In response to the VA’s statement, Rep. Jeff Miller, Chairman of the House Veterans’ Affairs Committee, said “Any progress toward eliminating the backlog is welcome news. But we cannot forget that the department is still far short of its own backlog performance benchmarks for 2013. Additionally, one can’t help but question how the department was able to process most of its two-year-old claims in just 60 days. If two months was all VA needed to adjudicate these claims, why did the department let them sit for two years or longer? Furthermore, what will happen to the backlog once VA employees are taken off of mandatory overtime and returned to regular duties? Nevertheless, when it comes to evaluating VA’s success in combatting the backlog, the two most important numbers are zero and 2015. In other words, this problem won’t be solved unless the backlog is at zero by 2015, just as VA leaders have promised.”

Miller's statement echoed what many lawmakers have been saying.  A bi-partisan letter from 160 House members to President Obama urged that he become more involved in resolving the disability claims backlog.  Sixty-seven Senators sent their own letter to the President. 

The remaining two-year-old claims will be finalized in the coming days, officials said, except for those that are outstanding due to unique circumstances, such as the unavailability of a claimant for a needed medical exam, military service, vacation or travel overseas.


An amendment to the Senate’s immigration reform bill that encourages the Department of Homeland Security (DHS) to recruit servicemembers and veterans to serve in border security positions was adopted by a voice vote.

Introduced by Sens. Mark Pryor, D-Ark., and Mike Johanns, R-Neb., the amendment would offer bonuses and incentives including the repayment of student loans to members of the National Guard and  reserve as well as veterans who take border security jobs with the DHS.

Unfortunately, the amendment’s outlook is uncertain.  It is not clear whether or not the Senate has the 70 votes needed to pass the immigration bill.  Even if they do pass it, it will still need action by the House. 


The Defense Department announced last week that they have extended the TRICARE Retiree Dental Program (TRDP) contract through Dec. 31, 2013.

Authorized by Congress in the fiscal 1997 National Defense Authorization Act, the current TRDP contract was scheduled to run from Oct. 1, 2012 through Sept. 30, 2013.  The contract extension will bring it in-sync with the other healthcare contracts on a calendar year versus fiscal year basis.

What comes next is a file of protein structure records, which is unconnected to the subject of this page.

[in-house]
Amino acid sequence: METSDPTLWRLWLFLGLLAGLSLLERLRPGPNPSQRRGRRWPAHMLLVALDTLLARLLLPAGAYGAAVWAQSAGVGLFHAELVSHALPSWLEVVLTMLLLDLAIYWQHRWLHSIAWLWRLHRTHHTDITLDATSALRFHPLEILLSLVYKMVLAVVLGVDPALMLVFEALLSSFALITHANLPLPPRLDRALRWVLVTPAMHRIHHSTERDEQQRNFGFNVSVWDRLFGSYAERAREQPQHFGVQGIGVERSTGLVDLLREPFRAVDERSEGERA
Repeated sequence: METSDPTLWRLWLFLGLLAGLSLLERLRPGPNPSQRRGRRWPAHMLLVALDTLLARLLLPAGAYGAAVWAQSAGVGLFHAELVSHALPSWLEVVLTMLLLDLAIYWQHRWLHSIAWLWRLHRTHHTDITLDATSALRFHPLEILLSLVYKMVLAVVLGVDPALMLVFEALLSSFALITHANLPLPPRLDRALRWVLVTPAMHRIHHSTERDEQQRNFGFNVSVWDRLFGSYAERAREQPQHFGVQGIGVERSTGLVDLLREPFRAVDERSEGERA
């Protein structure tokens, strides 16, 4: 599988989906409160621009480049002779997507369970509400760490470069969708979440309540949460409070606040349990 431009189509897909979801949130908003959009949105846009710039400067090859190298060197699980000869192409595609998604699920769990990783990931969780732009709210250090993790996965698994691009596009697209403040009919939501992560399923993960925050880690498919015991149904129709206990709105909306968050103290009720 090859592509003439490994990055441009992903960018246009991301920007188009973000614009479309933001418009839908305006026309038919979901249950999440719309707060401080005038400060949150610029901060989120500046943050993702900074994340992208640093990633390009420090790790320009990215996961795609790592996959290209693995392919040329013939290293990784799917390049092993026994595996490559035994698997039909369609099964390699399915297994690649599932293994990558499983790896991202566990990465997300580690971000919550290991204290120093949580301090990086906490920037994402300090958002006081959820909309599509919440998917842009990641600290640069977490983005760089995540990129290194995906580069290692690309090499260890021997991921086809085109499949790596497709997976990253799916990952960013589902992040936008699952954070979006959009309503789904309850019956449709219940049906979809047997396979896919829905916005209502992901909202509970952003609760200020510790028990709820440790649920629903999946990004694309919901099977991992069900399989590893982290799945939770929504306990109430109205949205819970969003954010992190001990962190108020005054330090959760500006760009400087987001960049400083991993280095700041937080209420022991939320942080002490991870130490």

The contract extension brings no change in premiums or scope of benefits.  However, the annual maximum for enrollees in the Enhanced program will be increased to $1,500 for this period.  Those in the Basic program will see their maximum increase to $1,250. 

These changes were implemented April 1.  If beneficiaries have already reached the maximum for the year, they should have their dental provider resubmit any claims that were not made due to exceeding the maximum.

Delta Dental also will serve as administrator of the new five-year TRDP contract, which will begin Jan. 1, 2014.

Supreme Court Rules Defense of Marriage Act Unconstitutional

In a 5-4 ruling, the Supreme Court overturned the Defense of Marriage Act (DOMA). Secretary Hagel released a statement, saying:
“The Department of Defense welcomes the Supreme Court's decision today on the Defense of Marriage Act.  The department will immediately begin the process of implementing the Supreme Court's decision in consultation with the Department of Justice and other executive branch agencies.  The Department of Defense intends to make the same benefits available to all military spouses -- regardless of sexual orientation -- as soon as possible.  That is now the law and it is the right thing to do. Every person who serves our nation in uniform stepped forward with courage and commitment.  All that matters is their patriotism, their willingness to serve their country, and their qualifications to do so.  Today's ruling helps ensure that all men and women who serve this country can be treated fairly and equally, with the full dignity and respect they so richly deserve.”

We will continue to provide updates on what this ruling will mean for same-sex military families as the story continues to develop.

Army Initiates Collaborative Effort on TBI, PTSD

At a National Post Traumatic Stress Disorder Day event held in Washington, DC, BG Cho, deputy chief of staff with Army Medical Command stressed that the invisible wounds of war were not just issues specific to the military community, and as such, should be included in the national dialogue about identification and treatment. As part of its collaborative effort, the Army is participating in a $60 million research study for TBI, and $700 million has been allocated toward both PTSD and TBI as the result of a White House executive order for a renewed effort in collaboration with the Veterans Affairs Department and other organizations. Additionally, the Army has set up seven "restorative centers" in Afghanistan, where TBI can be identified and treated, often allowing soldiers to stay in theater as they improve. Read the full article on the measures being taken to advance TBI and PTSD study, and the organizations working to support the military’s efforts.

DoD Training Prepares Care Coordinators to Support Service Members, Families and Caregivers

Quarterly training for Recovery Care Coordinators, Advocates, Non-Medical Case Managers and other non-medical care coordinators with standardized DoD-level training to prepare them for their mission of supporting recovering Service members, families and caregivers throughout the continuum of care. Topics covered during training included Office of Warrior Care Policy programs such as the Integrated Disability Evaluation System (IDES), the Education and Employment Initiative (E2I), Operation Warfighter (OWF) and the Military Adaptive Sports Program (MASP).